If you are thinking about carrying or do carry pepper spray for personal protection, I would suggest taking a training class or at less training with inert training canisters. It is much harder to hit your target (eyes, nose and mouth area) under stress (Body Alarm Reaction) and at a moving human being (Action is faster than Reaction). During my classes I have my students first learn the proper technique of discharging an inert training canister at stationary targets. Then we move to drawing the inert canister, removing the safety while moving off line of the attacker and then discharging the unit at moving targets. Then I try and add a little more stress and movement to see how they respond. This builds mind-setting and muscle memory so they have some level of training to fall back on if they are ever attacked or placed in a stressful situation. Remember “Practice Makes Perfect” or at least better then no practice at all. Whatever tool(s) you decide to carry or use for personal protection train with them in the most safe and realistic way you can.

    1. Hi CurtL, Great suggestion about taking a training class on the proper use of pepper spray. It was really interesting to find out about reaction times just from our little experiment-you just never know unless you practice. I will have to look into what’s available in my area. I appreciate the comment-thanks!

  5. Great Article….I strongly recommend if you are going to carry pepper spray that you train with it. Yes that means getting sprayed and learning how to function. I have been in L.E. for around 14 years. It never fails when you use it you will be wearing it. I would also recommend keeping decontamination wipes with your pepper spray (purse/glovebox/home/etc.). On a side note if you are prepping I suggest simply purchasing wasp/hornet spray. The stream has great distance and would be very effective at disabling an attacker. Its cheaper, more volume, and has a longer shelf life. Just my 2 cents.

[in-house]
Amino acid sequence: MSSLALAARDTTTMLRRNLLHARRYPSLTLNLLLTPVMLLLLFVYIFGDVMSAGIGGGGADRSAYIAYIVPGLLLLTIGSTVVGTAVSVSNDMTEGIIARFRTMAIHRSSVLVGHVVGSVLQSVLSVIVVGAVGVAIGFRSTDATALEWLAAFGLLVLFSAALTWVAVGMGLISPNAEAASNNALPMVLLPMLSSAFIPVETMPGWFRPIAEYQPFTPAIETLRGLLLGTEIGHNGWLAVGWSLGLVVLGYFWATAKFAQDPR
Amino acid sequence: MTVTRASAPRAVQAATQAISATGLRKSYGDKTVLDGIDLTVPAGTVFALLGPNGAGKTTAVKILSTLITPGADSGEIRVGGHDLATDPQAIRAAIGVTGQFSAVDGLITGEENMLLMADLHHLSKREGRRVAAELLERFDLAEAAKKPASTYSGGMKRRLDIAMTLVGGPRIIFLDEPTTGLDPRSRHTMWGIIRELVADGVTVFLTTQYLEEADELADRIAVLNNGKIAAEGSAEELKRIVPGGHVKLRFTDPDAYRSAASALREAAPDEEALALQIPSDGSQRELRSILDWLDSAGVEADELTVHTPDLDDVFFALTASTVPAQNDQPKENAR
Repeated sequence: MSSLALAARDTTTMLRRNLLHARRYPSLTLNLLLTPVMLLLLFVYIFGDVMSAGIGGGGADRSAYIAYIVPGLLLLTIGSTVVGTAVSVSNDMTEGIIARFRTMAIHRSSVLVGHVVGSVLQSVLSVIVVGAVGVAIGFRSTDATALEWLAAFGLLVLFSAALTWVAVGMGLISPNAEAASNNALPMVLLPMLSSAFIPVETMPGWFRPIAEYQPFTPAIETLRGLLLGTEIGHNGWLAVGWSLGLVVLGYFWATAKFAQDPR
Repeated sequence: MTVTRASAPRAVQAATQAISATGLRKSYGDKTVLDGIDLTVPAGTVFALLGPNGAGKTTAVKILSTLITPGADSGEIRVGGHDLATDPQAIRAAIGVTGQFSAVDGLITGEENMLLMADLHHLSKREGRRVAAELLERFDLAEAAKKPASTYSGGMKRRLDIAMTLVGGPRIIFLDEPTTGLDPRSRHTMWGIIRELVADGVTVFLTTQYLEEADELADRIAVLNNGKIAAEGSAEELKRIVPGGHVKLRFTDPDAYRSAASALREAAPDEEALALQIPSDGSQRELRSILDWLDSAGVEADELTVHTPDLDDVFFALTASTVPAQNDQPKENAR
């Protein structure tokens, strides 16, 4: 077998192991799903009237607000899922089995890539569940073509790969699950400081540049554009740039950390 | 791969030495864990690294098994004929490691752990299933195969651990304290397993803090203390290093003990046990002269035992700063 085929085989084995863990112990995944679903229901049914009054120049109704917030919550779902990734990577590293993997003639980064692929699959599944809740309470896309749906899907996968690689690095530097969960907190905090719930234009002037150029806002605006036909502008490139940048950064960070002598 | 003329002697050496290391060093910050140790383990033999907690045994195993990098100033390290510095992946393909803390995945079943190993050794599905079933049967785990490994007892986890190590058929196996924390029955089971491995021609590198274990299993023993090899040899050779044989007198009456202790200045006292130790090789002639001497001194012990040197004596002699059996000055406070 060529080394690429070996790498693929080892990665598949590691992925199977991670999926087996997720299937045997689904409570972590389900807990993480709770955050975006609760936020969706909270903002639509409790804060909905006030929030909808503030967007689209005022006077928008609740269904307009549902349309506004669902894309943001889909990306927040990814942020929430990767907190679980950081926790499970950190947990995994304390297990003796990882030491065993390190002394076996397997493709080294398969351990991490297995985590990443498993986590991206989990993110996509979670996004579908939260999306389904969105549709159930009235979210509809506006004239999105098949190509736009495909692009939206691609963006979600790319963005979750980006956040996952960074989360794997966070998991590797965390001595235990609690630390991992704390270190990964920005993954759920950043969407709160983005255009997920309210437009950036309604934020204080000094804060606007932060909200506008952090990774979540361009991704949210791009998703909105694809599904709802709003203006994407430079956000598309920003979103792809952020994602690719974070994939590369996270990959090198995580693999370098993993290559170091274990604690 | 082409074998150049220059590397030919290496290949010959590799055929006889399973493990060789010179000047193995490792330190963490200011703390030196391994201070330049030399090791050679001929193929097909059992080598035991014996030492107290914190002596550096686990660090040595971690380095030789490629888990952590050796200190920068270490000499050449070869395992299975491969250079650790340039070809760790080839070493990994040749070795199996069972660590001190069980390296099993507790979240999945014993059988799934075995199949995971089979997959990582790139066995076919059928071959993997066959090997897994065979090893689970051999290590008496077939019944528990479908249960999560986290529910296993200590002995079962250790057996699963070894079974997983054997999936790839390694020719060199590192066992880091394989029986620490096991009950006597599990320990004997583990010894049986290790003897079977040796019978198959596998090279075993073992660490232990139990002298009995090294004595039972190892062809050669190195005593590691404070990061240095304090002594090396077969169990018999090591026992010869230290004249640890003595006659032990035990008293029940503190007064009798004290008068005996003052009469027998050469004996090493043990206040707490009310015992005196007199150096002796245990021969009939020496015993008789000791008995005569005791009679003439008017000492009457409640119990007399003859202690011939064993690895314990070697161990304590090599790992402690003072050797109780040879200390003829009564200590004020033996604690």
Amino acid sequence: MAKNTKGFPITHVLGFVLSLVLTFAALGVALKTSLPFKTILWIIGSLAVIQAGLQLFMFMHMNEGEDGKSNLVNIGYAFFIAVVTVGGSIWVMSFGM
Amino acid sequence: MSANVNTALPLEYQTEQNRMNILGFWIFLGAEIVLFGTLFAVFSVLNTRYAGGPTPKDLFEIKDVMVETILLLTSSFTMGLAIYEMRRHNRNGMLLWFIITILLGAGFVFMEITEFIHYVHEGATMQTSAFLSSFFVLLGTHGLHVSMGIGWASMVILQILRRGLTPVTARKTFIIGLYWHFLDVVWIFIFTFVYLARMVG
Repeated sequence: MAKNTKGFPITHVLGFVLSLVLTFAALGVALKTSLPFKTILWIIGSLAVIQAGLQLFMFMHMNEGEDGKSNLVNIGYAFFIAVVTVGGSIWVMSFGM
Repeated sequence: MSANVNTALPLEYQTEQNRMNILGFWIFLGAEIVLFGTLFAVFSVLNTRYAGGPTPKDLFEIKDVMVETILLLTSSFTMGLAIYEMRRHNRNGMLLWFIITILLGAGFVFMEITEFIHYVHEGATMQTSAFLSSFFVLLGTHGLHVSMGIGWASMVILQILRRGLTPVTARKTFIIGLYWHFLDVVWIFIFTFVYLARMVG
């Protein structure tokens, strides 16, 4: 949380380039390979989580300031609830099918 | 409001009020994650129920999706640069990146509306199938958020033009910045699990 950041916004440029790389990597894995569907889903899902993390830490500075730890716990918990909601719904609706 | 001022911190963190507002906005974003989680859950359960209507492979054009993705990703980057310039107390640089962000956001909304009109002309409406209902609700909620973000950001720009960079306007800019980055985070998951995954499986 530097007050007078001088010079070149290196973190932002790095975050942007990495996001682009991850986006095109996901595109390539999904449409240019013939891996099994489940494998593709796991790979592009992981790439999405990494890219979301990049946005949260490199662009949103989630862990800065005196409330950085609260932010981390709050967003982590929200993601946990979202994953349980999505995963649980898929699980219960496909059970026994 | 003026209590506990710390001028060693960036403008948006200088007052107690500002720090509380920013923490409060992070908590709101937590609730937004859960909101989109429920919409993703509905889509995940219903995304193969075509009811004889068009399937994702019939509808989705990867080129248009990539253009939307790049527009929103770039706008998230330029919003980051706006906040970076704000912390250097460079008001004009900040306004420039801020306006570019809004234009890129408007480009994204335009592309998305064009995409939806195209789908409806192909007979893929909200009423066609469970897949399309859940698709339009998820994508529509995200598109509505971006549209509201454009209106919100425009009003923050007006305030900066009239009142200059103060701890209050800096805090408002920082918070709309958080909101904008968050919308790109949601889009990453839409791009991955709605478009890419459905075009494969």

1. Hey mrmom, Great suggestion, keeping decontamination wipes-we do not have those yet. Also-great idea on wasp/hornet spray as an alternative. They cost much less-we stocked up on them this spring, as we have a lot of wasps all over the apt balconies and common areas. Thanks for the comment!

  6. Recently, I’ve learned about a particular spray gun that, based on reviews, is all the rage. Since I work nights and my girlfriend has to walk the dogs I thought it would be a good investment. Anyways, the model is the Kimber Blaster. This spray gun shoots 13 feet at 90 mph and is a stream and not so much a fog. For us living in a windy coastal town it’s more fitting as there is less chance for her spraying and it coming back into her eyes and not even hitting an assailant. I found it on their website for $50 if I remember correctly.